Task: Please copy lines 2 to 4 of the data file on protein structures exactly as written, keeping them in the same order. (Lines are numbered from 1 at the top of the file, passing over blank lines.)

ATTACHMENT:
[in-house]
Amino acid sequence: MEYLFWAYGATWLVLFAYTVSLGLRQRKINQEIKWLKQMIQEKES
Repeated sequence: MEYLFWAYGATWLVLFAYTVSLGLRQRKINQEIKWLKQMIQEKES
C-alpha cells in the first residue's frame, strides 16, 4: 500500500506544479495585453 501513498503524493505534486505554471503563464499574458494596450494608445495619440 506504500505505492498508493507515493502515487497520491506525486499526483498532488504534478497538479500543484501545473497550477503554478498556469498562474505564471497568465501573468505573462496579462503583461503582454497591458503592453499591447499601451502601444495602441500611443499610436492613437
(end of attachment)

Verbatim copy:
Amino acid sequence: MEYLFWAYGATWLVLFAYTVSLGLRQRKINQEIKWLKQMIQEKES
Repeated sequence: MEYLFWAYGATWLVLFAYTVSLGLRQRKINQEIKWLKQMIQEKES
C-alpha cells in the first residue's frame, strides 16, 4: 500500500506544479495585453 501513498503524493505534486505554471503563464499574458494596450494608445495619440 506504500505505492498508493507515493502515487497520491506525486499526483498532488504534478497538479500543484501545473497550477503554478498556469498562474505564471497568465501573468505573462496579462503583461503582454497591458503592453499591447499601451502601444495602441500611443499610436492613437